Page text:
Almost 20 years after NUS Biological Sciences Professor Gong Zhiyuan first inserted a fluorescent jellyfish gene into zebrafish, the technology behind the iridescent fish is going places, most recently culminating in the sale of the US company behind GloFish, the first transgenic pet fish, for a reported US$50 million.
Prof Gong had not originally set out to create ornamental fishes for the aquarium. In fact, making zebrafish fluorescent was merely the first step to his vision of using the 2.5cm fish as the underwater equivalent of the canary in a coal mine. Prof Gong, who is also with the NUS Environmental Research Institute, wanted to develop zebrafish that look just like its ordinary black-and-silver striped peers, but would glow in response to toxins in the waters as a means to detect and fight environmental pollution.
“After we created the fluorescent transgenic zebrafish, the fluorescent color was so strong that it could be viewed comfortably with the naked eye,” recounted Prof Gong. “As I was also trained in aquaculture research, and was cognisant of Singapore’s standing as one of the world’s largest ornamental fish exporters, I immediately recognised the potential of the product in the ornamental fish industry.”
With the help of NUS Industry Liaison, Prof Gong successfully filed a patent for the technology and its application in ornamental fishes. NUS Industry Liaison is an integral part of NUS Enterprise and the technology transfer community. It actively connects and partners with industry, faculty and research centres to commercialise the University’s innovations into products and services that benefit businesses and the wider society.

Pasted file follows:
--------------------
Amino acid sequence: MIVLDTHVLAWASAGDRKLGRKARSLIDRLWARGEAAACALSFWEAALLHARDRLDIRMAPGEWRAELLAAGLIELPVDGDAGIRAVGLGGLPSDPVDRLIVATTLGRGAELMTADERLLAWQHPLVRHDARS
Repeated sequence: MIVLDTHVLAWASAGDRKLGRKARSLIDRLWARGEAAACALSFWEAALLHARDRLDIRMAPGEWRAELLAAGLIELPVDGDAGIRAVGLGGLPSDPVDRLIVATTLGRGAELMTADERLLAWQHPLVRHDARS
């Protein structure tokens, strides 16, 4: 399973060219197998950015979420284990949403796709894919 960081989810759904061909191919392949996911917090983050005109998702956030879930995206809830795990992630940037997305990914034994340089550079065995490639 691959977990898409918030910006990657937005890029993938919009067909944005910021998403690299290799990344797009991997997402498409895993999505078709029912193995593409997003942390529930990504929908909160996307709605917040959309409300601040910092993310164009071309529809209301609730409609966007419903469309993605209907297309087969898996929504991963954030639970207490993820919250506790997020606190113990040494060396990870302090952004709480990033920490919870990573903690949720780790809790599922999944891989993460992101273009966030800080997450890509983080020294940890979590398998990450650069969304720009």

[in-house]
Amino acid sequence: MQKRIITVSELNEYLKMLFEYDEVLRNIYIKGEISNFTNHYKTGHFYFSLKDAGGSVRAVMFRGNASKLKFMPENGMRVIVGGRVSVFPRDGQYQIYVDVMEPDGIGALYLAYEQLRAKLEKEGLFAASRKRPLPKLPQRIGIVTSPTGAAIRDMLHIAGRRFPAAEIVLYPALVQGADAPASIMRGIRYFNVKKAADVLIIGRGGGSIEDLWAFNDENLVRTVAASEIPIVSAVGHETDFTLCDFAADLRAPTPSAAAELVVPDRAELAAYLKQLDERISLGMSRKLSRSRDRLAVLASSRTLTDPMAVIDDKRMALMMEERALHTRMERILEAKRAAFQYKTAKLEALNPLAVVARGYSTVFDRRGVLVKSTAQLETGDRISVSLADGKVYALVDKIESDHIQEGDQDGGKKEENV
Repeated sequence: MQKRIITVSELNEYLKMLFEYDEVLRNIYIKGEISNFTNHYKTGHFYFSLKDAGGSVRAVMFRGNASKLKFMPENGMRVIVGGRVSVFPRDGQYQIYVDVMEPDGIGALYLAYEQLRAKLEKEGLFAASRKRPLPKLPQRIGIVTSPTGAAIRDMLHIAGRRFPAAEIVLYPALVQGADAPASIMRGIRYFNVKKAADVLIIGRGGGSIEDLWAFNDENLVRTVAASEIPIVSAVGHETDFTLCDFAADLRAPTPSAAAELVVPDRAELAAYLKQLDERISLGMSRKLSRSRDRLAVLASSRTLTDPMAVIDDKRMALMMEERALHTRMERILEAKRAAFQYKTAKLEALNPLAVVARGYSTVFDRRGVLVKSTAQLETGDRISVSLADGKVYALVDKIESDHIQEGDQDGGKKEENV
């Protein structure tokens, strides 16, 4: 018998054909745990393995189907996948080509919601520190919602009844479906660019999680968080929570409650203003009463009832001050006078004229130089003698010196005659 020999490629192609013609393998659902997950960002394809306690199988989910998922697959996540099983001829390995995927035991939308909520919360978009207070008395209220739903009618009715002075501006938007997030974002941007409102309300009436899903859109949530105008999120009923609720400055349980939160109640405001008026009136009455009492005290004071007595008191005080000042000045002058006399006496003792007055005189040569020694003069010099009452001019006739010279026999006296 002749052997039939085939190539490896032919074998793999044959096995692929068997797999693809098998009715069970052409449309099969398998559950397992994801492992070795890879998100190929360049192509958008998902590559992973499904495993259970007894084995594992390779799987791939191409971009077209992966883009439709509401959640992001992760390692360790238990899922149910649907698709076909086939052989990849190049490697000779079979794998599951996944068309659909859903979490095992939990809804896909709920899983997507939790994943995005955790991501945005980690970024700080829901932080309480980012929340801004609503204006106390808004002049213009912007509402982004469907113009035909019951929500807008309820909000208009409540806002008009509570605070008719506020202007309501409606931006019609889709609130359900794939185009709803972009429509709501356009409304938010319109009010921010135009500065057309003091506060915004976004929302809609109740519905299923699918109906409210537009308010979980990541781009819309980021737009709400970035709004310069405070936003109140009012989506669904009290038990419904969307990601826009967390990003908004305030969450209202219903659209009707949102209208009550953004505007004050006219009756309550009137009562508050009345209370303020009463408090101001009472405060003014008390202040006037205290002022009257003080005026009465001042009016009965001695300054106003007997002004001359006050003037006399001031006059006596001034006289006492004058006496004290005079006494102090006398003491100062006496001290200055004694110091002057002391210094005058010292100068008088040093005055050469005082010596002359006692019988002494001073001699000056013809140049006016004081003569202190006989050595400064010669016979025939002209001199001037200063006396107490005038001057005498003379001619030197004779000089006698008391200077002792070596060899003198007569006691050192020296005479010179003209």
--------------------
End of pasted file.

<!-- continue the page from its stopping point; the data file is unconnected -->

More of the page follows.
Texas-based Yorktown Technologies soon came knocking on Prof Gong’s door and a licensing deal was struck for the use of NUS’ technology to create their proprietary GloFish. The first fluorescent zebrafish marketed was red, which incorporated a bright red gene from the sea anemone. GloFish hit the American consumer market in late 2003 and the idea of a luminescent ornamental fish soon captured the imagination of ornamental fish enthusiasts. The fish is available in green, orange, purple and yellow as well. The licensing arrangement also meant the University continues to receive royalties from the sale of the fish.
Back in Singapore, Prof Gong continued his work on the zebrafish. He later developed several strains of genetically modified zebrafish that show fluorescent colours only after exposure to specific chemical pollutants, such as oestrogenic compounds, heavy metals and dioxins.
Zebrafish is a recurrent feature in Prof Gong’s large body of research work spanning two decades. He chose to work with zebrafish given its many advantageous features — the fish is small, easy to care for, produces an abundance of offspring, and its embryos are transparent for easy observation.
Most recently, his team of biologists unravelled a mystery in the treatment of liver cancer, a sex-biased disease that occurs more frequently in males than females. While this suggested a role by sex hormones, clinical trials targeting them did not produce convincing results. His team determined that it is in fact two non-sex hormone factors — cortisol and serotonin — that appear to play critical roles in male-biased liver cancer.
Looking back at how far his creation has gone from an idea in the lab to making waves commercially across the US, Prof Gong said, “I am very proud that our technology has become an established tool to develop novel varieties of ornamental fish and how it created a new and growing industry in the pet market. I am even prouder that the GloFish has become teaching material in classrooms, museums and aquariums for public education in topics ranging from classical genetics to modern biotechnology.”
This is the first of a new series “From Lab to Market”, showcasing how ideas and innovation at the University make the leap beyond lab benches to your everyday life.